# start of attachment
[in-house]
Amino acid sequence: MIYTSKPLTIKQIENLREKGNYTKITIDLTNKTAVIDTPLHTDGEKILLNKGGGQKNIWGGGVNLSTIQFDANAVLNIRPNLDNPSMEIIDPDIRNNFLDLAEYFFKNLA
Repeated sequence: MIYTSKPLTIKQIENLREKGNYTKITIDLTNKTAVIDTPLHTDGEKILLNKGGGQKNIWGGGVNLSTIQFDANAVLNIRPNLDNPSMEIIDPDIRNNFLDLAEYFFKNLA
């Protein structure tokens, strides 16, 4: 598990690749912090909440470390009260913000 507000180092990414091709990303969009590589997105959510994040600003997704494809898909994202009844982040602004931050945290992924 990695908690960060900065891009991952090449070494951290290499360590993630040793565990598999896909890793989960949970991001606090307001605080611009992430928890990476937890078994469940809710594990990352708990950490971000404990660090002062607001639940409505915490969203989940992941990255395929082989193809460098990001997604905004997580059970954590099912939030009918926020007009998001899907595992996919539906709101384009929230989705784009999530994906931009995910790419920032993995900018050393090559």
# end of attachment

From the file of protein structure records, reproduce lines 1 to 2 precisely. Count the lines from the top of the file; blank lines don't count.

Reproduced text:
[in-house]
Amino acid sequence: MIYTSKPLTIKQIENLREKGNYTKITIDLTNKTAVIDTPLHTDGEKILLNKGGGQKNIWGGGVNLSTIQFDANAVLNIRPNLDNPSMEIIDPDIRNNFLDLAEYFFKNLA